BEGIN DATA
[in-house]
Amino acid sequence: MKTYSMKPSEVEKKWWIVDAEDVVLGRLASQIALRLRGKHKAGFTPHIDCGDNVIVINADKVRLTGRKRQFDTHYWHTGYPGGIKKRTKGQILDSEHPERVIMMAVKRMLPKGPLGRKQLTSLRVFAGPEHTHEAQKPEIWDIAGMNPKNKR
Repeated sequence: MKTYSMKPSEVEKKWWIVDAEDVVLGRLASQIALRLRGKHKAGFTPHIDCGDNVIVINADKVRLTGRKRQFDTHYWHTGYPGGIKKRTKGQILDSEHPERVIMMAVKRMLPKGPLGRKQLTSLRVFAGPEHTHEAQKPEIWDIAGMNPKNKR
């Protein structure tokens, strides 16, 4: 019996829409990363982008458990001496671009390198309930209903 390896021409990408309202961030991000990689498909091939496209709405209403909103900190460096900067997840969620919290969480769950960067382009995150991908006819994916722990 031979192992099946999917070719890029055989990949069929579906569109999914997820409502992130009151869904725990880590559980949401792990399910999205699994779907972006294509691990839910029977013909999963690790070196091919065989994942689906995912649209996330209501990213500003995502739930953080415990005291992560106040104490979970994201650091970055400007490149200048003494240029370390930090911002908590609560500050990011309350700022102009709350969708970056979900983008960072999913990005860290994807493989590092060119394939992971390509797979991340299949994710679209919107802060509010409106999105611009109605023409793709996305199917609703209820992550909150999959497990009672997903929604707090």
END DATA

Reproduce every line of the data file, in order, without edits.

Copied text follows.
[in-house]
Amino acid sequence: MKTYSMKPSEVEKKWWIVDAEDVVLGRLASQIALRLRGKHKAGFTPHIDCGDNVIVINADKVRLTGRKRQFDTHYWHTGYPGGIKKRTKGQILDSEHPERVIMMAVKRMLPKGPLGRKQLTSLRVFAGPEHTHEAQKPEIWDIAGMNPKNKR
Repeated sequence: MKTYSMKPSEVEKKWWIVDAEDVVLGRLASQIALRLRGKHKAGFTPHIDCGDNVIVINADKVRLTGRKRQFDTHYWHTGYPGGIKKRTKGQILDSEHPERVIMMAVKRMLPKGPLGRKQLTSLRVFAGPEHTHEAQKPEIWDIAGMNPKNKR
């Protein structure tokens, strides 16, 4: 019996829409990363982008458990001496671009390198309930209903 390896021409990408309202961030991000990689498909091939496209709405209403909103900190460096900067997840969620919290969480769950960067382009995150991908006819994916722990 031979192992099946999917070719890029055989990949069929579906569109999914997820409502992130009151869904725990880590559980949401792990399910999205699994779907972006294509691990839910029977013909999963690790070196091919065989994942689906995912649209996330209501990213500003995502739930953080415990005291992560106040104490979970994201650091970055400007490149200048003494240029370390930090911002908590609560500050990011309350700022102009709350969708970056979900983008960072999913990005860290994807493989590092060119394939992971390509797979991340299949994710679209919107802060509010409106999105611009109605023409793709996305199917609703209820992550909150999959497990009672997903929604707090």